“Ravens and Eagles, Robert Davidson: Eagle of the Dawn, Part 1 & 2” Series 1 Episode 10 & 11
One of the most intriguing contemporary artists of his generation, Robert Davidson stands apart internationally with his innovative and staggering output of high art. In his quest to make beautiful objects, Robert has inspired a new approach to Haida art, becoming a master of several media and pursuing a lofty cultural objective. After raising the first totem pole in Haida Gwaii in 1967, Robert began to learn many of the Haida songs and dances existing on record. This remarkable work has spurred Haida dance groups up and down the Pacific coast. Robert returns to his early years and reveals the direct and indirect influences of his Nonnie (grandmother in Haida), Florence Edenshaw Davidson, the daughter of the 20th century master Charles Edenshaw. She became an unsuspecting player in Robert's evolution as an artist, inspiring him long after her passing. Robert Davidson: The Eagle of the Dawn is a rare portrait of one of the great masters of contemporary art.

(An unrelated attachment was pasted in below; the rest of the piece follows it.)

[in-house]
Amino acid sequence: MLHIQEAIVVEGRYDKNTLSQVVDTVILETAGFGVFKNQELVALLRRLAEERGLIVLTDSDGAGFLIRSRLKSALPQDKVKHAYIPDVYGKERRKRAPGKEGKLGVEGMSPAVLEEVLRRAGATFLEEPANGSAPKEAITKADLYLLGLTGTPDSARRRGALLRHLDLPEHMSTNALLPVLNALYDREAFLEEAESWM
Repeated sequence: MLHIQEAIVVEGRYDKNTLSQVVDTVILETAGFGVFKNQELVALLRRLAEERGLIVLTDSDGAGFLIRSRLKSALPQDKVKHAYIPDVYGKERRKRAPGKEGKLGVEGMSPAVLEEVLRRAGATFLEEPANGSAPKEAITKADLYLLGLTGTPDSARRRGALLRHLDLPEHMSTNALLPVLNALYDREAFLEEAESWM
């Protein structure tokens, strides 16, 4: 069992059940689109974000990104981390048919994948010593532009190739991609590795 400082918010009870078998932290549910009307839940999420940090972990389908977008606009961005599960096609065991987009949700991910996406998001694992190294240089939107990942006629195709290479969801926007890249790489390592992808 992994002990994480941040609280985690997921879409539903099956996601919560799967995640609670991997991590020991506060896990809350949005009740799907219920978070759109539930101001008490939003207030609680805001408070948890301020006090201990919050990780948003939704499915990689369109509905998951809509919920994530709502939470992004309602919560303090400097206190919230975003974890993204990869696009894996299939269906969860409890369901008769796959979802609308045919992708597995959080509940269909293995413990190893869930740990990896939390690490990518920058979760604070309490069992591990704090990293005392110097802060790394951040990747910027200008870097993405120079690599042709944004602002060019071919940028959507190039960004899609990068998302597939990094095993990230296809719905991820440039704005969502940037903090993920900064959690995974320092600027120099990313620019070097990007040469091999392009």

Shot on British Columbia's rugged northwest coast, Ravens and Eagles: Haida Art delves into the roots of traditional Haida art and traces the genesis of today's generation of Haida carvers, singers, dancers, weavers and performers. Over two series, Ravens and Eagles explores some of the wider historical and political issues of the repatriation of Haida artifacts, the vital potlatch ceremony once declared illegal by the Canadian government, and the fight to preserve old growth forest on Haida land. Created by Haida filmmaker Marianne Jones and Jeff Bear, Ravens and Eagles approaches Haida art and culture from the Haida perspective.
Produced by: Jeff Bear, Marianne Jones, Ravens and Eagles Productions